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Saints Prophets and Spiritual Guides

An excerpt from The Lure of the Saints: Becoming Saints

The Virgin Mary Among Us
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Questions of Faith and Doubt


February 7, 2006

There’s Something About Mary

by Jon M. Sweeney

Catholics have adored Mary for centuries—calling her “blessed” as the gospels say—but did you know that Muslims also revere the Blessed Virgin, and that Protestants are increasingly turning to her, as well?

We know almost nothing about Mary for certain. There are no surviving documents that were written in her own hand. No letters, no diaries. We also don’t have any teachings of Mary, even though many Catholics would regard her as the saint above all others.

There are no eyewitness accounts of Mary’s life. Mary would have been in her mid to late forties at the time of Jesus’ Passion, Resurrection, and Ascension. Contrary to the legend of the gospel-writer Luke’s friendship with her, most scholars agree that none of the New Testament gospels were written less than twenty-five years after the events had occurred; Mary would most likely have been dead by then.

Muslims revering Mary is nothing new. No other woman is discussed as much in the Qur’an as Mary. In sura (chapter) 3, many of the extra-biblical traditions of the early church are retold: Mary’s mother, Anna, and her prayers to God for a child; Anna’s gift of her only daughter to the Lord; God’s predestination of Mary as innocent, pure, and set apart.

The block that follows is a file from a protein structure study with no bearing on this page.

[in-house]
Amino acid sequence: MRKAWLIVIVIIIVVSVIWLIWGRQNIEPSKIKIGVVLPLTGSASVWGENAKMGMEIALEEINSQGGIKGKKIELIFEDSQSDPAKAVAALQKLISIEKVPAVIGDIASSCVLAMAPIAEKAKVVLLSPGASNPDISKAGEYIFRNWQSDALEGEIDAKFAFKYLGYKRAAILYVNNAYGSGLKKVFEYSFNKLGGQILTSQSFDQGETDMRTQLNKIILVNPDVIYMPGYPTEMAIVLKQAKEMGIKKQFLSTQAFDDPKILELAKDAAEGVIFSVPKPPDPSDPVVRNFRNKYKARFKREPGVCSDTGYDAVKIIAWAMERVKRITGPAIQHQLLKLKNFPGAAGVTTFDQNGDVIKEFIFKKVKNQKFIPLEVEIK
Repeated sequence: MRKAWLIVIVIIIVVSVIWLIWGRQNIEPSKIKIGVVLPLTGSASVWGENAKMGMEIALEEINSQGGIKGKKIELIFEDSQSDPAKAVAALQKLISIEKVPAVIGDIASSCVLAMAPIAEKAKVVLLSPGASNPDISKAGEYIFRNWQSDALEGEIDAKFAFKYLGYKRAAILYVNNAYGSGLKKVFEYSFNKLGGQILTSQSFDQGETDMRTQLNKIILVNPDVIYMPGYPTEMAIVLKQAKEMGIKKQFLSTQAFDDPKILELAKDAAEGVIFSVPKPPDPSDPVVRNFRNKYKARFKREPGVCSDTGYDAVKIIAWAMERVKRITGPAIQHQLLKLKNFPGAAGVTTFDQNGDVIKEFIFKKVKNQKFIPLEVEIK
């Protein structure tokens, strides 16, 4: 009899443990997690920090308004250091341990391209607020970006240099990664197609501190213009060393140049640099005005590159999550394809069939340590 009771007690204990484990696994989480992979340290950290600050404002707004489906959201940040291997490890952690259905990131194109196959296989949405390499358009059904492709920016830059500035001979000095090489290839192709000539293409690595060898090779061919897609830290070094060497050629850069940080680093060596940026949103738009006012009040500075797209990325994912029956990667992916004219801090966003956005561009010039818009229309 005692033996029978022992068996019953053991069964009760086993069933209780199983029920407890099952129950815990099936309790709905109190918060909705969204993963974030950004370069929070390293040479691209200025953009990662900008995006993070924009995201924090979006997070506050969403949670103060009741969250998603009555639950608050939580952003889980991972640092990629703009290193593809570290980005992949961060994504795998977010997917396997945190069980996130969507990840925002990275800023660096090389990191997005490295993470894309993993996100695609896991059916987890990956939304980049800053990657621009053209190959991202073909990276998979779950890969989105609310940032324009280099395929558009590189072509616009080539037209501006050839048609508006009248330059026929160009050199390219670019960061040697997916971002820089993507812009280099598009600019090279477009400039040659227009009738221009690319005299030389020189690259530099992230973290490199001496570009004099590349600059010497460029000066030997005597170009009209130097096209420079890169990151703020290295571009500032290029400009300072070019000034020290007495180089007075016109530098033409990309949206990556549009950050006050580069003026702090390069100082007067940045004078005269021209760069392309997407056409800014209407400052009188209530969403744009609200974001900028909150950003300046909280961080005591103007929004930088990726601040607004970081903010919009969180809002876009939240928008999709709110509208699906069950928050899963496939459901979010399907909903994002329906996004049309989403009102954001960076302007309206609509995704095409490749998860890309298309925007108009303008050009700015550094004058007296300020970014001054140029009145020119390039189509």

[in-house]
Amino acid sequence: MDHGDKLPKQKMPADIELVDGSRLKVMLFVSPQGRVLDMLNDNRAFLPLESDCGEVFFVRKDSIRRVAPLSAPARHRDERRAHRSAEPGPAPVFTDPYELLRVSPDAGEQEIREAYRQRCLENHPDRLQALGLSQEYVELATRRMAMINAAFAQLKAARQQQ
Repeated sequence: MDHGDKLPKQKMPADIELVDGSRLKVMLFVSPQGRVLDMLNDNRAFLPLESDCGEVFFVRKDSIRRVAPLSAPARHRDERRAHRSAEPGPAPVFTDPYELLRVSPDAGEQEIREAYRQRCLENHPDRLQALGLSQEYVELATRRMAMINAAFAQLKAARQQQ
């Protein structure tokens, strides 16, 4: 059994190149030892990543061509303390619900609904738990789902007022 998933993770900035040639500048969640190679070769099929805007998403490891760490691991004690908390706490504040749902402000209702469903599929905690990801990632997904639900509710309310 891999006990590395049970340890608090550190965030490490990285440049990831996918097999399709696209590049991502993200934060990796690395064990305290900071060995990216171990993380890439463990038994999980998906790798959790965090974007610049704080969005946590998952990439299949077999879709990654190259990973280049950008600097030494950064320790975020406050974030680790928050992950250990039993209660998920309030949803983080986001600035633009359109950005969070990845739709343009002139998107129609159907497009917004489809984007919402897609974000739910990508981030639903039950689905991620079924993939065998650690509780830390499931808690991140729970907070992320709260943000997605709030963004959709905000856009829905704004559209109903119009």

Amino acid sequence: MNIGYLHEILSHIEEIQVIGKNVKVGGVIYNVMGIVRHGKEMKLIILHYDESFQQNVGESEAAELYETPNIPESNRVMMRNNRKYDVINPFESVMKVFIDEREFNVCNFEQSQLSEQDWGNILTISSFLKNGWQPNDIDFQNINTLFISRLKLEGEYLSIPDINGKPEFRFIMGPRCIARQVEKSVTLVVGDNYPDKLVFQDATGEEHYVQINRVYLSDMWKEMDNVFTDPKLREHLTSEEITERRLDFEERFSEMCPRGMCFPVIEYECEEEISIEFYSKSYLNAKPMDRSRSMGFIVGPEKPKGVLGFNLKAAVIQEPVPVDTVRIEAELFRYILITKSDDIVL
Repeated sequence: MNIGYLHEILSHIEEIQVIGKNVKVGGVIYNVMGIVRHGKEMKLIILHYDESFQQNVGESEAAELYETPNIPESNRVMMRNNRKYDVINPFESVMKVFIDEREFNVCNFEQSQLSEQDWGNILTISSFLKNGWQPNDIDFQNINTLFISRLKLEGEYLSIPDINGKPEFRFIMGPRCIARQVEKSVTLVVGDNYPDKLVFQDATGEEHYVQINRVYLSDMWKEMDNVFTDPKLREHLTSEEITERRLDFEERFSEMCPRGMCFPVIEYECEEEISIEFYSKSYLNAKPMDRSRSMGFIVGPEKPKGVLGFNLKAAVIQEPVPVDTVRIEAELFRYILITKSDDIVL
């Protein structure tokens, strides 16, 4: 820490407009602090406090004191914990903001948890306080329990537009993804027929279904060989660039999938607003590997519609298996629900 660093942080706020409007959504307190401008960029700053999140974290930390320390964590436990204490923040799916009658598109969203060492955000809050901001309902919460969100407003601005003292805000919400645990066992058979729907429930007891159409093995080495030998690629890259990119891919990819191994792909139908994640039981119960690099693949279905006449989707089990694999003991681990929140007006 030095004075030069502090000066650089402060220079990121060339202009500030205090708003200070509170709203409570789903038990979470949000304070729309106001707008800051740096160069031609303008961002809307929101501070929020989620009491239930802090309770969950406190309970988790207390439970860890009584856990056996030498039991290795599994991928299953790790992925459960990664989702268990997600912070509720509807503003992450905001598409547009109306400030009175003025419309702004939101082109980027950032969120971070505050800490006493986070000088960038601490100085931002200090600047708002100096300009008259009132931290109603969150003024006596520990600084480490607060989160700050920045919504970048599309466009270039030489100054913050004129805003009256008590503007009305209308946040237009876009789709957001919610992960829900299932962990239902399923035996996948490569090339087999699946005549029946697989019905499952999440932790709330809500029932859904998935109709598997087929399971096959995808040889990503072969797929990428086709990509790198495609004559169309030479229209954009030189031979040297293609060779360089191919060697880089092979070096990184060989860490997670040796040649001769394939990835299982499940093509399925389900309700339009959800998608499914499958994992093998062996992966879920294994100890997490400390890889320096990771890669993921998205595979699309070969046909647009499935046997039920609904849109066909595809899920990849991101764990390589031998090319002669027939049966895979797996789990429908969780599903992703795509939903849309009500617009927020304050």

Also in the Qur’an (sura 3, verse 44) is found the most charming addition of all to the legend of the infancy of Mary. “The angels cast lots with arrows (like cupids), as to which of them should be charged with the care of Mary.” In fact, the priest in the temple—to whom young Mary is said to have been given for raising and keeping pure—turns out to be Zachariah, the same priest who is also the father of John the Baptist.

Islam accepts the notion of the Immaculate Conception of Mary (that Mary was untainted by Original Sin), and also accepts much of the gospel accounts about the virgin birth, but it differs primarily on the nature of the child, Jesus. The Qur’an insists that Jesus was not God, but a prophet to be revered. In this sense, the virgin birth of Christ is compared to the origin of Adam, who was born without father or mother.

For many groups of Protestants, their interest in Mary is something new. Mary study groups are popping up in Evangelical churches these days. There is a feeling that Protestants have been too dismissive of Christ’s mother over the centuries.

Other Protestant groups, such as the Anglicans/Episcopalians, have actually come to formal doctrinal agreement with Catholics to remove doctrinal sticking points between them. In 2005, for instance, Anglican/Episcopal theologians joined Catholic theologians in issuing a joint document of agreement on the dogmas of the Immaculate Conception and Assumption of Mary (that her body went to heaven after death). It is known as the “Seattle Statement,” named for the city in which they held their last meetings.

The Anglicans/Episcopalians said that the Immaculate Conception and the Assumption are now deemed “consonant” with the spirit of biblical teachings. Previously, the Anglican argument against belief in these dogmas had been that they were extra-biblical and, therefore, not worthy of widespread belief. That’s now beside the point, says Australian Anglican Archbishop Peter Carnley, who was the co-chair of the joint commission that produced the statement. Carnley explained from Seattle in May of 2005: “For Anglicans, that old complaint that these dogmas were not provable by scripture will disappear.”

Fascinating stuff—these rediscoverings of the Virgin—and only the beginning of much more to come.

Jon M. Sweeney is a writer and editor living in Vermont. He is the author of several books, including THE LURE OF SAINTS.

More by Jon M. Sweeney.

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